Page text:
The Alliance for Sustainable and Holistic Agriculture (ASHA), a coalition of over 400 organizations that promote natural farming in a letter to the Food Standards and Safety Authority of India (FSSAI) said, “Isolated and artificial introduction of certain nutrients would not alleviate India’s malnutrition problem because of the country’s food and health status.” They also warned the government that fortifying food instead of modifying how it’s grown and processed might cause major health consequences.” A meta-analysis of data from numerous rice-eating nations showed that iron, vitamin A, or folic acid enriched rice had no effect on anemia and had a little effect on Vitamin A deficiency,” they said.
Greenpeace India recently in its report, Adding Diversity to Plate, suggested the already available alternatives to mandatory rice fortification — reintroduction of millets in the diet of people, encouraging more diversity to the plate keeping in view the vast plural culture of the country, and expansion of nutritional kitchen gardens. The report called Rice Fortification as a ‘ridiculous’ exercise, and called for addressing the problem of anemia, malnutrition and hunger through diversified and indigenous food practices — also in a way that supports both the consumers as well as farmers.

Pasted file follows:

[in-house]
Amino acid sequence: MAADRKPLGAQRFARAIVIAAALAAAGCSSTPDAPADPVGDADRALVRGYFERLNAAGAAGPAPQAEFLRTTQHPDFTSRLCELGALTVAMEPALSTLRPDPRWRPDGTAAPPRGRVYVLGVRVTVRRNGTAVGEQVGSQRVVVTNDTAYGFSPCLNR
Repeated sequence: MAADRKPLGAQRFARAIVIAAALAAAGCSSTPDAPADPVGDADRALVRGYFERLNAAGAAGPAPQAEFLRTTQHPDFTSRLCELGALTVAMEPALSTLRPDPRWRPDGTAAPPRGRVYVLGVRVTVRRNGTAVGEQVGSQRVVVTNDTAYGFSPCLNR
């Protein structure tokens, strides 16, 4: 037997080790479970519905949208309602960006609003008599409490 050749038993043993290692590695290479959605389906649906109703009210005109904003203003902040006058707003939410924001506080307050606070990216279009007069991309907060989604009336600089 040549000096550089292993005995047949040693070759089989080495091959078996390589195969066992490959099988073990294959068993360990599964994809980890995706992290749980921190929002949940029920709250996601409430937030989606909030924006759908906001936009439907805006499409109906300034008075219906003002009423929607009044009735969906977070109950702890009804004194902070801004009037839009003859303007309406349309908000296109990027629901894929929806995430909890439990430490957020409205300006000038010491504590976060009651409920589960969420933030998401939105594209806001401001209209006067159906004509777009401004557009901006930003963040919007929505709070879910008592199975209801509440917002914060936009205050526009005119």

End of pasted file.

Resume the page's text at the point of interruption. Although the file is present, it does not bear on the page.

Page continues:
Experts & Civil Society Organizations deliberate on various aspects of food diversity, PC: Rohin Kumar
“Climate-induced extreme weather events are having a cascading effect on the purchasing power of farmers, food availability and rising food prices, and ultimately resulting in a bigger food and nutritional crisis, hence, the government must be prioritizing indegenous crops that do not harm health and biodiversity but also protects the interests of farmers,” said Ishteyaque Ahmed, Senior Food for Future Campaigner at Greenpeace India.
Another joint survey report, Jaivik Bihar: Funda to Dietary Diversity by Bihar Government’s nodal agency Jeevika and Greenpeace India, released last week, highlighted ecological farming practices to make farming adaptive and resilient to climate crisis. According to the report, women respondents surveyed in the report said, “At a time when their livelihoods were severely impacted, kitchen gardens helped families and communities consume diverse, nutritious and safe food.”